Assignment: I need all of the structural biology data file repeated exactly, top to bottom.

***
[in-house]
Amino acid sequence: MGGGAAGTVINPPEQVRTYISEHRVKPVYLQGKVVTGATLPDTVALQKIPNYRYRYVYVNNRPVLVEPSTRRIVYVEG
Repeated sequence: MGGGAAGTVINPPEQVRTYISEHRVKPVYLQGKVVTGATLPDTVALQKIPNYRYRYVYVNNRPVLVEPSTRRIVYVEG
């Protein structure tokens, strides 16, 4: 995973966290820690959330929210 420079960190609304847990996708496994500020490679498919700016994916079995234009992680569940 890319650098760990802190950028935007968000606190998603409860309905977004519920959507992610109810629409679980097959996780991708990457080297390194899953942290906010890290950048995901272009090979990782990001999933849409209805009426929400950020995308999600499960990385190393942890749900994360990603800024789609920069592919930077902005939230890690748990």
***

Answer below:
[in-house]
Amino acid sequence: MGGGAAGTVINPPEQVRTYISEHRVKPVYLQGKVVTGATLPDTVALQKIPNYRYRYVYVNNRPVLVEPSTRRIVYVEG
Repeated sequence: MGGGAAGTVINPPEQVRTYISEHRVKPVYLQGKVVTGATLPDTVALQKIPNYRYRYVYVNNRPVLVEPSTRRIVYVEG
């Protein structure tokens, strides 16, 4: 995973966290820690959330929210 420079960190609304847990996708496994500020490679498919700016994916079995234009992680569940 890319650098760990802190950028935007968000606190998603409860309905977004519920959507992610109810629409679980097959996780991708990457080297390194899953942290906010890290950048995901272009090979990782990001999933849409209805009426929400950020995308999600499960990385190393942890749900994360990603800024789609920069592919930077902005939230890690748990």